SQLite Forum

Malwarebytes slows SQLite
Login

Malwarebytes slows SQLite

(1) By Simon Slavin (slavin) on 2020-04-19 08:24:46 [source]

Does anyone here understand Malwarebytes ?

In another thread, a user has reported that moving their SQLite database to a drive scanned by Malwarebytes greatly slows operations (from 0.07 seconds to 5 seconds).

https://sqlite.org/forum/forumpost/1c8b6c7562

I don't know anything about Malwarebytes or why it should do that. I presume it is scanning the database file each time it is changed. Can others reproduce the problem ? Can anyone explain what's going on ? Would the extra time increase with the size of the database file ?

(2) By luuk on 2020-04-19 09:11:13 in reply to 1 [link] [source]

The number of hits, when googling for: "malwarebytes slowing down windows 10" say enough...

some links:

  • https://antivirussupportnumber.org/fix-malwarebytes-slowing-down-windows-10/

  • https://forums.malwarebytes.com/topic/228395-malwarebytes-services-causing-slow-pc/

The best solution, which should only be executed for the first half:

  • remove malwarebytes, reinstall malwarebytes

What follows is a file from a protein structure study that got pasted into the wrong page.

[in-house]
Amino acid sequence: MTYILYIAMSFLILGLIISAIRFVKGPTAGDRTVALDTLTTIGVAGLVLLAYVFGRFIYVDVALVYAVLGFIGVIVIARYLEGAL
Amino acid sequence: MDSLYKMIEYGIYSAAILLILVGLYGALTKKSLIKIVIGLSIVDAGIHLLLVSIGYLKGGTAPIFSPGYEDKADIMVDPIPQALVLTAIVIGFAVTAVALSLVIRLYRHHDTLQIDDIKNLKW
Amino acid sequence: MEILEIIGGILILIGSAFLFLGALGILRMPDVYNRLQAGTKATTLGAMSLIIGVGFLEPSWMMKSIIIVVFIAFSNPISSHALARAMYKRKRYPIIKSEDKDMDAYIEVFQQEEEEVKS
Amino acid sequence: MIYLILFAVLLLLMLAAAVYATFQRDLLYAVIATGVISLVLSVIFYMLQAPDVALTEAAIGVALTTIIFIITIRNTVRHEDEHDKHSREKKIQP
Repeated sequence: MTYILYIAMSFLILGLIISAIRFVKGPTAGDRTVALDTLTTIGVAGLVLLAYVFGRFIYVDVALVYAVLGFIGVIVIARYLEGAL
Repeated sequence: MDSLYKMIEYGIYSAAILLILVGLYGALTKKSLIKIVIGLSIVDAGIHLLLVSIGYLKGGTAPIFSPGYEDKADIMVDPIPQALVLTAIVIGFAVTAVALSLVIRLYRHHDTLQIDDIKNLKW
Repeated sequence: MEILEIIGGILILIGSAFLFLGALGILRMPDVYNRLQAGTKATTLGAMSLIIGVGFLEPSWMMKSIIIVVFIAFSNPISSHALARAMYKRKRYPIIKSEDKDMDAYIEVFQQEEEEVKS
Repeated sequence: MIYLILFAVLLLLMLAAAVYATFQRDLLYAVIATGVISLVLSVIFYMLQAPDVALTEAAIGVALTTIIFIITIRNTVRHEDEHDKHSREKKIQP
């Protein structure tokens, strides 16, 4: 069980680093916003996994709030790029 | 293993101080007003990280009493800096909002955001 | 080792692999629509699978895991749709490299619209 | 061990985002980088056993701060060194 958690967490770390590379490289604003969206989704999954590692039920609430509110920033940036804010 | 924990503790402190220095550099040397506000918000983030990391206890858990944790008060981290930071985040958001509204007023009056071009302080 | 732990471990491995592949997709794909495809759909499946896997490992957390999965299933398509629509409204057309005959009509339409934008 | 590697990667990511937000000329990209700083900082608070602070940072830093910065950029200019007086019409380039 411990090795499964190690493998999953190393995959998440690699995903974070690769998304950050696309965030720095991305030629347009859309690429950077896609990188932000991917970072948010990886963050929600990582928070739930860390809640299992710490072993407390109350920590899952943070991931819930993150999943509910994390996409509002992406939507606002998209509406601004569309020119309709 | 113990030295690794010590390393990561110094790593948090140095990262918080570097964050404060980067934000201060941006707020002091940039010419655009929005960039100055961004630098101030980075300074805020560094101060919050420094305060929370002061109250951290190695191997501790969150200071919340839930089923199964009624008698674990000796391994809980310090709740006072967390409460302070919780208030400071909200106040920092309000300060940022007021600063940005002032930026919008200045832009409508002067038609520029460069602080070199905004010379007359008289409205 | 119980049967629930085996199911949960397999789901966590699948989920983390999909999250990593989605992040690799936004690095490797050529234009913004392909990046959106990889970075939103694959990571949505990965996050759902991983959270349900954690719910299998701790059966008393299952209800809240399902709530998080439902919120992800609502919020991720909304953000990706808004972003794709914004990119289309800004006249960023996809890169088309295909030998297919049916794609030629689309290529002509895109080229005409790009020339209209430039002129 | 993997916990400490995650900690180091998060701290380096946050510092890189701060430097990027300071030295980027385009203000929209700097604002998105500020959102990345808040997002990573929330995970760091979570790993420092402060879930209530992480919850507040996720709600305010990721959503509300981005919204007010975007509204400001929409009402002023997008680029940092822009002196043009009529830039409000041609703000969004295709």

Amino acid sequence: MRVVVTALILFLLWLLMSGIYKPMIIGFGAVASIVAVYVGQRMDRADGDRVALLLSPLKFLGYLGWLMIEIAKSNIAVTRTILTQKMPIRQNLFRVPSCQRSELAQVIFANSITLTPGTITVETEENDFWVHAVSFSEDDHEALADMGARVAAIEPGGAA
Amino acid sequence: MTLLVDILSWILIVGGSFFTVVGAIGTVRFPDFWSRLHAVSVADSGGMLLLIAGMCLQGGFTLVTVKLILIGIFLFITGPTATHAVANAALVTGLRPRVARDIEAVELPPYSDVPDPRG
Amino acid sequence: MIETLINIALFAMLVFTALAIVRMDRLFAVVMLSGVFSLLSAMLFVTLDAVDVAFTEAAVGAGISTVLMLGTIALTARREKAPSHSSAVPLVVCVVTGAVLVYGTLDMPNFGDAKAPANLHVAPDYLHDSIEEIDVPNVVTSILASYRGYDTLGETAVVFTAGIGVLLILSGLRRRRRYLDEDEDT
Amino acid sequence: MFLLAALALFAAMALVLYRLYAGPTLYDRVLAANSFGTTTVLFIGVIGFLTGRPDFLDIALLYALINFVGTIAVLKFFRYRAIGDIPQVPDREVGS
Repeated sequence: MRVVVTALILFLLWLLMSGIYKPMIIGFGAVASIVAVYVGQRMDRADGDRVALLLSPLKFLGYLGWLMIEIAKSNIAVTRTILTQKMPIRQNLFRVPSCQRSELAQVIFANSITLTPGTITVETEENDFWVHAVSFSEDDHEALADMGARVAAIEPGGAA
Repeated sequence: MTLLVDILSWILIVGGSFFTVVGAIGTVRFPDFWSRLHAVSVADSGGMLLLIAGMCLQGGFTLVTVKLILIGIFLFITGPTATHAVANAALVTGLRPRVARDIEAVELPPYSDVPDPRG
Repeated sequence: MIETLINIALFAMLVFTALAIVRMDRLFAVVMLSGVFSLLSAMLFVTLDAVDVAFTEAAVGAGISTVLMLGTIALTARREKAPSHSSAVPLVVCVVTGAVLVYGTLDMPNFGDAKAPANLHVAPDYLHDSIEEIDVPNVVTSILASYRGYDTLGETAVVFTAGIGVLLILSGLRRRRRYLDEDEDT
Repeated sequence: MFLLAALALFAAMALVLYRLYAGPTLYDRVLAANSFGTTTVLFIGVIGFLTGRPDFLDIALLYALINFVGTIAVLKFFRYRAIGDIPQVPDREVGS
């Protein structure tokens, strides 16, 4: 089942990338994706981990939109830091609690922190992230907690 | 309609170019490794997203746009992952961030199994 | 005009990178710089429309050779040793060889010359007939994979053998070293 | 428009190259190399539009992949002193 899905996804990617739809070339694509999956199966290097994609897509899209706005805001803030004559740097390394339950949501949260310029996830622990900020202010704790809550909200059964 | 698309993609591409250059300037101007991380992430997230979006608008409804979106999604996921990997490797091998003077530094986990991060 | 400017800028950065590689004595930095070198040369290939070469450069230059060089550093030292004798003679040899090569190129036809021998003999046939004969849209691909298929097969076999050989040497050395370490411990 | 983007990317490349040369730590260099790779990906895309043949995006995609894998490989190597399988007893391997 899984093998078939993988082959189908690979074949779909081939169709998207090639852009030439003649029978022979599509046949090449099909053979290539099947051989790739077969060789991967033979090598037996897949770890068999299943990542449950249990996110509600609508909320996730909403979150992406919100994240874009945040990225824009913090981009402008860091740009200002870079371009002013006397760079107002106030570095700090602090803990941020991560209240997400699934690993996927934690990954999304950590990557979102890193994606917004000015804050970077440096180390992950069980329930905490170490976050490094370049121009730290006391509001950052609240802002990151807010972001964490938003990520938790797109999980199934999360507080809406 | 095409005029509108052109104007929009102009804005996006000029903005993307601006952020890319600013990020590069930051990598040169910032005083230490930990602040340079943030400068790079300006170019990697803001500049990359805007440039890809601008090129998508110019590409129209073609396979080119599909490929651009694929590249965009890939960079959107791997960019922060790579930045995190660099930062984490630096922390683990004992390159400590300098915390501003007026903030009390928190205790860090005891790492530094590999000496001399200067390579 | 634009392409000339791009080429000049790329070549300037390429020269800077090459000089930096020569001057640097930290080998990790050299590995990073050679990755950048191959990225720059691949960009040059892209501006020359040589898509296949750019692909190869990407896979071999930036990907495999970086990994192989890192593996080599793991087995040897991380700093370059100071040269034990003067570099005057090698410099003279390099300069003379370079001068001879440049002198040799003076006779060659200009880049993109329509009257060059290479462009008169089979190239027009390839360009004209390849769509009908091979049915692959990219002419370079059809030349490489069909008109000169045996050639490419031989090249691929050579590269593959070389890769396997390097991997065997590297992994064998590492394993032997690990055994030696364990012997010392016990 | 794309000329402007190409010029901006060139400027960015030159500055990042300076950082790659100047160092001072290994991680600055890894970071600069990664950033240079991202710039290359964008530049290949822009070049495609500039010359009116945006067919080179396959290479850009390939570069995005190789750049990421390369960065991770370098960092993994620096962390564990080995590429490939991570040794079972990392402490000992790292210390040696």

😁

(3) By Keith Medcalf (kmedcalf) on 2020-04-19 17:42:39 in reply to 1 [link] [source]

This is how all anti-ransomware software works. It does not matter who wrote it, it all works the same way by instituting a default "go slow" on everything which would other do I/O "too fast". (Where the definition of "too fast" varies by each software makers opinion, but is usually IOPD (IO per day) rather than IOPS (IO per second)). Unless you MANUALLY designate the program or directory as "not ransomware".

This is on the theory that:
- most people "live to click"
- the average computer user IQ is on par with their shoe size
- ransomware must do "lots of I/O really fast" be effective
- unlike TCP there is no "evil bit" in the PE header so there is no way to detect evil software
- it is easier to spend mucho dollaro on a fast computer and then even more money on software to make it go slow, than it is to engage the brain

The prevalence of ransomware and of software specifically designed to make everything "go slow" is an indicator of the overall success of these strategies.